Chris Ebben, the resort’s attractions director, said the rooms can each hold up to 12 people, who will be locked inside and have 60 minutes to strategize as a team to decipher clues and codes and interpret riddles to escape.
“Overall, the escape rooms won’t feel claustrophobic or as creepy as one might expect,” Ebben said. “The vibe will be a fun, intimate environment where you work closely with your whole team, learning and using each other’s strengths.”
The two rooms will be located in an area that had been home to Big Fish Mini Golf. Anyone age 10 and up can take part for $24.50 per room for guests of the resort and $29.50 for non-guests.
The resort announced in August that it was adding interactive Slideboarding systems to two of its water slides in the Klondike Kavern Waterpark.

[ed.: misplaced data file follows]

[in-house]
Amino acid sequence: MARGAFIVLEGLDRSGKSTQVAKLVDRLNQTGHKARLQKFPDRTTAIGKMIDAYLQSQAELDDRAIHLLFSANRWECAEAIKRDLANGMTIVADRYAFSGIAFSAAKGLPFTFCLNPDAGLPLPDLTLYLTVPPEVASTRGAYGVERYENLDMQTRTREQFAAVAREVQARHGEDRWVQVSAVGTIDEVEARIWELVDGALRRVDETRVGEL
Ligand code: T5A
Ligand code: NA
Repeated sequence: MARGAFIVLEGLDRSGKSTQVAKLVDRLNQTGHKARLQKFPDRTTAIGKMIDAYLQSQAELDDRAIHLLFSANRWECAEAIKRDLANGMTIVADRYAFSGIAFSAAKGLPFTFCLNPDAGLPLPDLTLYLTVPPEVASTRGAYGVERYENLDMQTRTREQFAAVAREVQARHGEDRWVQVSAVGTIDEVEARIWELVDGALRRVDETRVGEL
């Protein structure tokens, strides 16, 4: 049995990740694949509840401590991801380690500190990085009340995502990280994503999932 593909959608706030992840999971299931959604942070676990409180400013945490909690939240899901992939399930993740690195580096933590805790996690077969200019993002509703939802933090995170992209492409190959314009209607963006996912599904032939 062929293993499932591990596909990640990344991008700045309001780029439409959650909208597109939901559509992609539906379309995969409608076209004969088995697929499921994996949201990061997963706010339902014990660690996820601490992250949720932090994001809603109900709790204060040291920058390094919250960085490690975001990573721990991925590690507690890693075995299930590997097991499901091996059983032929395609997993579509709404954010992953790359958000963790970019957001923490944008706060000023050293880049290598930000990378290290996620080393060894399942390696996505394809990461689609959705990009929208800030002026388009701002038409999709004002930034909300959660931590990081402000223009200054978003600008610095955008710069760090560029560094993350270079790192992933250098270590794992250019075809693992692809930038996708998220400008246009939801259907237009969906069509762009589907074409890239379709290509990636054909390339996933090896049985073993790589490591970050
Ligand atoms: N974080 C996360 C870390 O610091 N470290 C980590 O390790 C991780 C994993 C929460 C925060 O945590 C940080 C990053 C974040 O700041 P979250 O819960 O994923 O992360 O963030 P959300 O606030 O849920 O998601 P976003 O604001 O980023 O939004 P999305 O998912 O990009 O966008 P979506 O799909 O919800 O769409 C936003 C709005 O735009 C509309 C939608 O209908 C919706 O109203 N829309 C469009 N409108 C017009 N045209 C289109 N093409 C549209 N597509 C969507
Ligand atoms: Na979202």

The Slideboards resemble surfboards with handles with two colored buttons that serve as the game’s controllers. As riders adventure down the waterslide, they encounter a series of flashing red, yellow, green and blue lights. The goal is to press the colored button on the Slideboard that corresponds with the colored light as the board passes under the light. Riders accumulate points on the ride scheduled to open in December.
RETAIL ADDITION: More retail space could be added to the State Street area under a plan making its way through city committees.
M+A Real Estate first submitted its proposal for 7,400 square feet of new retail space at 502 N. Frances St. in 2013, but it was back on the Urban Design Committee’s agenda last week.
Located at the Towers apartment building, the project consists of a two-story addition and basement renovation to provide three levels of retail space, according to documents. Part of the project would be in the parking lot of the apartment building with the facade providing entries for one to two retail tenants. No tenants were identified in the filing, but the space would not be used for a restaurant or bar, according to documents.